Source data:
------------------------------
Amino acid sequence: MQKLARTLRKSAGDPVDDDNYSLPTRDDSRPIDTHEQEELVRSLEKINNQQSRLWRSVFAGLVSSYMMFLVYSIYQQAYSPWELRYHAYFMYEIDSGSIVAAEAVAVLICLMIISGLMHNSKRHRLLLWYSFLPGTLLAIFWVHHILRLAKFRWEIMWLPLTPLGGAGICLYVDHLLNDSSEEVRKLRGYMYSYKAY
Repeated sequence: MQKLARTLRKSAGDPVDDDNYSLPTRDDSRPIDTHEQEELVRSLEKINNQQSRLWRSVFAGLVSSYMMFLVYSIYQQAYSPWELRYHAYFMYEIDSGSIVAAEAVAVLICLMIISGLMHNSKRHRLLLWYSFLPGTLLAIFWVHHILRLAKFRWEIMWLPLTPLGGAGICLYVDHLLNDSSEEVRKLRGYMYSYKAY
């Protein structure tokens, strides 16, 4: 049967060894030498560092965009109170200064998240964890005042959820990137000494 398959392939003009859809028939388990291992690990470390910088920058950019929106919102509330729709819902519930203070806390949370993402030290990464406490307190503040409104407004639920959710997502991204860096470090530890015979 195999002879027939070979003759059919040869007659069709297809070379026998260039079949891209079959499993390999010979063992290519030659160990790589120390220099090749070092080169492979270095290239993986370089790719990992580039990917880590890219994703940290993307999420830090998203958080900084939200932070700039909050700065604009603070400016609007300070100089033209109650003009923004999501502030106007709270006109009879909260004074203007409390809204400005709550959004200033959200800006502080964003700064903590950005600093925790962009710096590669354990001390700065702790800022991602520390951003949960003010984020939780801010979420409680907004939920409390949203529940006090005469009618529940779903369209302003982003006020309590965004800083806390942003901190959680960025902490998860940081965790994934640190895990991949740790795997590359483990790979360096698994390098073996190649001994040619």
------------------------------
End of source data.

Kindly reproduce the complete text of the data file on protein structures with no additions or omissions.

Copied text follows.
Amino acid sequence: MQKLARTLRKSAGDPVDDDNYSLPTRDDSRPIDTHEQEELVRSLEKINNQQSRLWRSVFAGLVSSYMMFLVYSIYQQAYSPWELRYHAYFMYEIDSGSIVAAEAVAVLICLMIISGLMHNSKRHRLLLWYSFLPGTLLAIFWVHHILRLAKFRWEIMWLPLTPLGGAGICLYVDHLLNDSSEEVRKLRGYMYSYKAY
Repeated sequence: MQKLARTLRKSAGDPVDDDNYSLPTRDDSRPIDTHEQEELVRSLEKINNQQSRLWRSVFAGLVSSYMMFLVYSIYQQAYSPWELRYHAYFMYEIDSGSIVAAEAVAVLICLMIISGLMHNSKRHRLLLWYSFLPGTLLAIFWVHHILRLAKFRWEIMWLPLTPLGGAGICLYVDHLLNDSSEEVRKLRGYMYSYKAY
């Protein structure tokens, strides 16, 4: 049967060894030498560092965009109170200064998240964890005042959820990137000494 398959392939003009859809028939388990291992690990470390910088920058950019929106919102509330729709819902519930203070806390949370993402030290990464406490307190503040409104407004639920959710997502991204860096470090530890015979 195999002879027939070979003759059919040869007659069709297809070379026998260039079949891209079959499993390999010979063992290519030659160990790589120390220099090749070092080169492979270095290239993986370089790719990992580039990917880590890219994703940290993307999420830090998203958080900084939200932070700039909050700065604009603070400016609007300070100089033209109650003009923004999501502030106007709270006109009879909260004074203007409390809204400005709550959004200033959200800006502080964003700064903590950005600093925790962009710096590669354990001390700065702790800022991602520390951003949960003010984020939780801010979420409680907004939920409390949203529940006090005469009618529940779903369209302003982003006020309590965004800083806390942003901190959680960025902490998860940081965790994934640190895990991949740790795997590359483990790979360096698994390098073996190649001994040619």